Brenda Hernandez, 22, a senior at the University of Minnesota, bumps into her dad once in awhile on campus.
Her father, a once-undocumented Mexican immigrant, became a U.S. citizen under the 1980s immigration reforms enacted by Congress and President Ronald Reagan. He works for a landscaping and snow removal company that does jobs for the university.
“My parents tell me that I’m their dream come true,” said Hernandez, blinking back tears of gratitude. “They so wanted me to go to college.”
Similarly, Cecilia Fung, daughter of working-class parents from China and Vietnam, is a grateful graduate of the university’s business school.
Fung, 24, now a technology consultant, works for West Monroe Partners of Minneapolis, traveling to clients around the country.
“We didn’t own a house until I was in seventh grade,” recalled Fung, whose parents went from working in restaurants to owning a modest operation. “That was a big deal.
“I was taught to work hard. And I like a challenge.”
Hernandez and Fung, who grew up in working-class ends of Lakeville and Eden Prairie, respectively, are part of the growing and more diverse workforce of the Twin Cities that will drive our economy forward as tens of thousands of baby boomers retire over the next decade. Including me.
This transition will transcend professions from preschool teachers to plumbers, printers and professors.
And both young women were apprehensive about attending school at the U, which boasts about 50,000 students across acres of sprawling buildings — and the accompanying bureaucracy.
They and over 400 other first-time and low-income college students at the U, who hail from north Minneapolis to Worthington, also credit a key mentoring program with guiding them through their successful college careers.
For more than a century, the on-campus University YMCA has focused on mentoring and leadership development targeted at first-generation students. Today, more than 50 percent of those students are people of color, compared to less than 20 percent for the university as a whole.
Many of their mentors are upperclassmen and graduates, such as Fung.
And many of the U students get work-study jobs through the YMCA program. They usually involve several hours a week mentoring low-income kids at Twin Cities public and charter schools through the YMCA’s Beacons program that provides after-school academic, sports and leadership development for about 4,000 Twin Cities kids in cooperation with the sponsoring schools and partner nonprofits.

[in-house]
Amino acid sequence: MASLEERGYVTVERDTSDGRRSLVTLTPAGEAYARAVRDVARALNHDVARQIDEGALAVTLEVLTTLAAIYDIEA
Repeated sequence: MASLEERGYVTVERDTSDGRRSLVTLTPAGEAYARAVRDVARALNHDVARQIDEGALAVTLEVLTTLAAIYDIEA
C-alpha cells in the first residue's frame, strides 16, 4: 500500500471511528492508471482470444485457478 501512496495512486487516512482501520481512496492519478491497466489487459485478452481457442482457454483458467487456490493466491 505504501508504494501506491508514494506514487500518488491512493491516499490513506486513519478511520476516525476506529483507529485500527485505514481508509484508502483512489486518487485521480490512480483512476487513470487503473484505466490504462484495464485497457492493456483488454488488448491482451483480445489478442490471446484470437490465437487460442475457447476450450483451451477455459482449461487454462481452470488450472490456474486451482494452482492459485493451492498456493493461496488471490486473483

“I am very privileged,” said Lia Yang, a U sophomore who was a beacon at Minneapolis’ Patrick Henry High. “I didn’t feel low-income when I was young in school because I always had a change of outfits.
“My older siblings worked while the younger kids went to school and we got to participate in after-school activities. And I’ve tried to give back by working with youth as a volunteer and at the YMCA” on W. Broadway Avenue.
Meeting with these young women and others at a Y-sponsored career-networking event in February filled me with a lot of hope for the future.
I’ve been a YMCA member, with the exception of a few years, since I was a South Side teenager. And I know lots of kids now working as police officers, teachers and in business who benefited from YMCA mentoring programs.
The Twin Cities YMCA also sees this and similar school programs as a key ingredient in growing the local economy and spreading prosperity to a new generation of diverse skilled workers such as Hernandez, Fung and Yang.
This takes nothing away from those of means and the white majority. It helps make the pie bigger and faster.
Over the next generation, the Twin Cities’ population is expected to grow from 2.9 million to 3.7 million people, according to state demographers and Wilder Research. We also are getting older, thanks to us boomers, mostly white, in the workforce. And we will move from 25 percent diversity in the metropolitan area to 41 percent minorities over 25 years. In many careers, retirees are outpacing applicants. We need all hands on deck, learning and working.
Bottom line: It is not only the right thing to do, but in our economic interest to ensure that the fast-growing group of young minorities has the tools, the education, the hard and soft skills and the mentors, whether college kids or generous retirees, to drive the economy forward as construction workers, electricians, educators, technologists, marketers and health care professionals.
The state employment statistics of the past five years show this is starting to happen, thanks partly to innovative training programs at community colleges, nonprofits and in a growing number of schools. And this century-old YMCA program at the U, retooled slightly from time to time, is proving it’s still very relevant.